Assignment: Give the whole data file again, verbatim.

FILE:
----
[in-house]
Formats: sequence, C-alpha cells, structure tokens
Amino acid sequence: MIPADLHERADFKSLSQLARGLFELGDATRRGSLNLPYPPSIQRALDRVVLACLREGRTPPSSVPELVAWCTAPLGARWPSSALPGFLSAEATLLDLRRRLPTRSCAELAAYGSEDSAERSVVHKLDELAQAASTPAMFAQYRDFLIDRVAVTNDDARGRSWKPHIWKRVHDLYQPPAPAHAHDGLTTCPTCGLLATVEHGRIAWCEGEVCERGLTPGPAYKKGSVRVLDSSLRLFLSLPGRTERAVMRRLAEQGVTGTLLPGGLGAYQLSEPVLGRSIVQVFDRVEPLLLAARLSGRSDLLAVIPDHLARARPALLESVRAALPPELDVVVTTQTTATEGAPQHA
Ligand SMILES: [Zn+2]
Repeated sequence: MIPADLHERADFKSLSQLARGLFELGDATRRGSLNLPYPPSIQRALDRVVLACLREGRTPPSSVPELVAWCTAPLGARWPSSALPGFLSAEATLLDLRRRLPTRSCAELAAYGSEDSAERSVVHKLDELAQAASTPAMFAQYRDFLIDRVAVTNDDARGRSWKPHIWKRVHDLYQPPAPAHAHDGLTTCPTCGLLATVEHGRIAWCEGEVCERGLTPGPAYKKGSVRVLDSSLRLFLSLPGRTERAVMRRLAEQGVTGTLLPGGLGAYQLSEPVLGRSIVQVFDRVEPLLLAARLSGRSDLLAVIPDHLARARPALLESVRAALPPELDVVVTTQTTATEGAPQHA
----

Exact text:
[in-house]
Formats: sequence, C-alpha cells, structure tokens
Amino acid sequence: MIPADLHERADFKSLSQLARGLFELGDATRRGSLNLPYPPSIQRALDRVVLACLREGRTPPSSVPELVAWCTAPLGARWPSSALPGFLSAEATLLDLRRRLPTRSCAELAAYGSEDSAERSVVHKLDELAQAASTPAMFAQYRDFLIDRVAVTNDDARGRSWKPHIWKRVHDLYQPPAPAHAHDGLTTCPTCGLLATVEHGRIAWCEGEVCERGLTPGPAYKKGSVRVLDSSLRLFLSLPGRTERAVMRRLAEQGVTGTLLPGGLGAYQLSEPVLGRSIVQVFDRVEPLLLAARLSGRSDLLAVIPDHLARARPALLESVRAALPPELDVVVTTQTTATEGAPQHA
Ligand SMILES: [Zn+2]
Repeated sequence: MIPADLHERADFKSLSQLARGLFELGDATRRGSLNLPYPPSIQRALDRVVLACLREGRTPPSSVPELVAWCTAPLGARWPSSALPGFLSAEATLLDLRRRLPTRSCAELAAYGSEDSAERSVVHKLDELAQAASTPAMFAQYRDFLIDRVAVTNDDARGRSWKPHIWKRVHDLYQPPAPAHAHDGLTTCPTCGLLATVEHGRIAWCEGEVCERGLTPGPAYKKGSVRVLDSSLRLFLSLPGRTERAVMRRLAEQGVTGTLLPGGLGAYQLSEPVLGRSIVQVFDRVEPLLLAARLSGRSDLLAVIPDHLARARPALLESVRAALPPELDVVVTTQTTATEGAPQHA